Folktronica at Jatratronica
Electronica is still a relatively new concept in Dhaka, though it needs to be said that names such as Bonobo, Jon Hopkins, Nicolas Jaar and Deadmau5 are common among many young producers and their listeners. Though these producers have developed their own unique signature styles in their music, it is still a difficult task to package the genre in a way that will appeal to the majority of audiences in Dhaka. This is where the Jatra platform comes in.
Jatra is an initiative by Dhaka-based singer Anusheh Anadil, famous for being one of the first to introduce Bangladeshi folk songs to young urban audiences by refurbishing the traditional with the modern, blending folk into rock. Jatra is essentially a homegrown lifestyle boutique that has incorporated local styles of art and cultural influences into products tailored for urban homes with the proceeds from the sales of Jatra’s merchandise channeled to support rural families of Bangladesh.
It is essential to mention this symbiosis of the norm and the new that Anusheh has created with her music and continues to create with Jatra, because she has made it happen once again by making Jatra a home for fusion rock and folksy blues performances every week for audiences from both Dhaka and abroad. This was the birth of Jatra Biroti, the brainchild of musician Seth Panduranga Blumberg and Anusheh Anadil, started from mid-2014 with huge success among Dhaka urbanites.
The juxtaposition between the Jatra venue, with its folk art etched walls and traditional themes in décor, and the globally influenced experimentations with music are a weekend reprieve for listeners. Jatra Biroti welcomes artists of every nature and is a platform open to all forms of artistic expression, whether it’s poetry or storytelling, theatrical music performances or toned down open mic sessions.
Electronica musicians in Dhaka mostly work with trance, house, dubstep and other sub genres in electronica, but the experimentation continues on, with the benefit to electronica producers that there is plenty of unchartered territory and potential for them to explore when it comes to audiences in Dhaka. Visited and supported by other artists from India and Germany such as Rahul Giri, Sasha Perera, Gaurav Malakar, Dhaka’s electronica scene has plenty of potential to keep growing and make a name for itself over the next few years. Jatra Biroti’s latest project, ‘Jatratronica’ is an initiative to get the spotlight on the new performing acts and visual artists of Dhaka and to escalate the growth of electronica in the music market of Bangladesh.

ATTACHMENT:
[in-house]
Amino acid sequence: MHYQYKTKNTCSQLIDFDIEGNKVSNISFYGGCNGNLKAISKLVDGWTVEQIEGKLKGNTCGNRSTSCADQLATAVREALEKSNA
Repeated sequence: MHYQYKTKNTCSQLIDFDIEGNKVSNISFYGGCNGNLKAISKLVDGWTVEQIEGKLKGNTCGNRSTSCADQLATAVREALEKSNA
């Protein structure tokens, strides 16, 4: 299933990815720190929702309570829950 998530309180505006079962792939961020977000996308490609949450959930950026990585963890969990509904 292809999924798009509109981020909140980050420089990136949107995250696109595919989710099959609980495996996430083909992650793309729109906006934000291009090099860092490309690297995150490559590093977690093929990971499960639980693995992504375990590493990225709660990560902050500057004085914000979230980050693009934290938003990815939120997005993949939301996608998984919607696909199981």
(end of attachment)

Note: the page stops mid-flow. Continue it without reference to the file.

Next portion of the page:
“We are constantly on the lookout for new talent,” says Don Donadoni, one of the producers working with Jatra. “Dhaka is still in its initial phase but hopefully with our effort will grow and our goal is to turn it into a movement. Dhaka is still pretty set with the kind of music that has been here for the last twenty years, it’s time to bring in something new and make it stay.”
“We encourage performers and artists of all genres and ages to join us,’ says Fahad of Fahad Zaman, another rising producer in the Dhaka electronica music scene. “Some of our young performers are incredibly talented and continue to amaze us with their work. With the support we get from other South Asian performing acts, we can make something happen here and promote ourselves to the wider South Asian community.’
Although a majority of urban dwellers are pretty set in their mainstream music choices, many listeners demand new and unique sounds from underground artists. A genre barely recognized in the last decade, with performers struggling to find an audience for their music, the electronica music market is currently on the verge of booming in Dhaka, due to the support of places like Jatra and the continuing upswing of electronica producers with increasing growth in the production quality.
Jatra Biroti, which evokes the image of a relaxed atmosphere of performances, began in the autumn of last year and has so far hosted many musical nights catering to electronica and fusion acts, bringing in traditional musicians to mix it up with electronica music producers and create music with synth track and a rhythmic tabla beat. The Jatratronica event will pave the way for future collaborations between Jatra and the Goethe Institut for more promotional events for electronica music. If you happen to be in the city, drop by Jatra on the 19th of February for the first installment of Jatra’s electronica feast.
By Tanzia Amreen Haq